NORFOLK, Va. (WAVY) — The Norfolk School Board voted Wednesday night to approve a new sex education curriculum for the city’s public schools.
Board member Rodney Jordan had the sole “no” vote.
The new curriculum, called Get Real: Comprehensive Sex Education, is aimed at grades six through 10, and will add the understanding of terms like homosexuality, lesbianism and abortion to classrooms. Students will also learn about condoms.
Subjects such as abstinence, sexual protection and more are already taught in Norfolk Public Schools.
Chief Academic Officer James Pohl said the new teachings won’t be forced on students. Parents can take their children out of all or just some lessons at any time.
“A lot of parents who were uncomfortable with these items, which they have every right to be, they’re the parents, but they did find other ones that they liked, other pieces and the children that did opt out were sent to someone for instruction,” said school board member Lauren Campsen.
Many school board members applauded that part of the new teachings.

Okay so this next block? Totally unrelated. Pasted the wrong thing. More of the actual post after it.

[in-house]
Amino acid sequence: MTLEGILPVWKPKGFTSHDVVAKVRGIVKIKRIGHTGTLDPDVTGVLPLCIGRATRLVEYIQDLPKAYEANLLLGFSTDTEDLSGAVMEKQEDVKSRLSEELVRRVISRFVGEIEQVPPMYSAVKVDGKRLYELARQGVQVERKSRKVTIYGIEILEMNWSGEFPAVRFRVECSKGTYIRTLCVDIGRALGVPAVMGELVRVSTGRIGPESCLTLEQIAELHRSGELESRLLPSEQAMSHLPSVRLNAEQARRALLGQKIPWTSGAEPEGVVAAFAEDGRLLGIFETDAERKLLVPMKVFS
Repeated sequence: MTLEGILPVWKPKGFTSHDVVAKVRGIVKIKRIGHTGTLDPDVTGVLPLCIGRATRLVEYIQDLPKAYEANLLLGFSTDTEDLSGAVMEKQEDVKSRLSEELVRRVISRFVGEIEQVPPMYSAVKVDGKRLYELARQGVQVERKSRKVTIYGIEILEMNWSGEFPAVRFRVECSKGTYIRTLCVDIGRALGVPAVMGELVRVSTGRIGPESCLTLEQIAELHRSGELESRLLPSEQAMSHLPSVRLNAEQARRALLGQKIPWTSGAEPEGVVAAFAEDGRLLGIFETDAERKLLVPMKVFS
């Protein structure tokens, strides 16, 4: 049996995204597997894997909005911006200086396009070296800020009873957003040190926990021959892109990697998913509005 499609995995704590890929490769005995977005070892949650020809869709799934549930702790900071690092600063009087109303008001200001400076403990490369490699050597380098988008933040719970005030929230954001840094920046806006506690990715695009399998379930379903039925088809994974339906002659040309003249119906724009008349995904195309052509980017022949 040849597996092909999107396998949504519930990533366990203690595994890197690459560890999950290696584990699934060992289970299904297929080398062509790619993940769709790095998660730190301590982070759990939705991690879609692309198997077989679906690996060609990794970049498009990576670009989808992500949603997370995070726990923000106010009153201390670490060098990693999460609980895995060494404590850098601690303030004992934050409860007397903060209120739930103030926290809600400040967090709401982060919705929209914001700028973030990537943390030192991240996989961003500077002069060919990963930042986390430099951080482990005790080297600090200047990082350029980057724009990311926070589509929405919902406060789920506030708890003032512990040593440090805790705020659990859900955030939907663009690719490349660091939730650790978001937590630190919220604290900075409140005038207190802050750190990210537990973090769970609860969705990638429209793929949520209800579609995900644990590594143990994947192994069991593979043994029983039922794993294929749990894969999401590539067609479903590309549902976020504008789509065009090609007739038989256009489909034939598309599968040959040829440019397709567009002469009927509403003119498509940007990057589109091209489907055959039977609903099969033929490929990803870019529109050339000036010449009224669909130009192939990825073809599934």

“I will be voting in support of this,” said board member Carlos Clanton. “Let the message go back loud and clear to our parents, you have the final say you always have the opportunity to make sure that you’re involved, and we encourage you to be involved in the educational process of your child.”
But what do parents think?
Over 100 of the 202 surveyed by the district supported adding all of the new topics to sex education.
Some school board members share the same thoughts.
“It’s critically important for the reasons, partly of what Mr. Clanton just said. For being inclusive and for addressing public health principles, it’s rooted, it’s medically accurate, it’s rooted in public health principles and rooted in human rights,” said Tanya Bhasin.
Other members of the board believe that more work must be done to educate parents.
“So maybe in some of these focus groups or conversations around our goals around family and community engagement, that we’re excellent at trying to make sure that parents understand not just in this curriculum, but any curriculum what’s being offered,” said Rodney Jordan.
Not all parents support the proposed curriculum. Some who were surveyed said they thought sixth graders were too young to learn about the added topics, while others worried about the cost.
The curriculum came as part of a grant through a partnership with Eastern Virginia Medical School.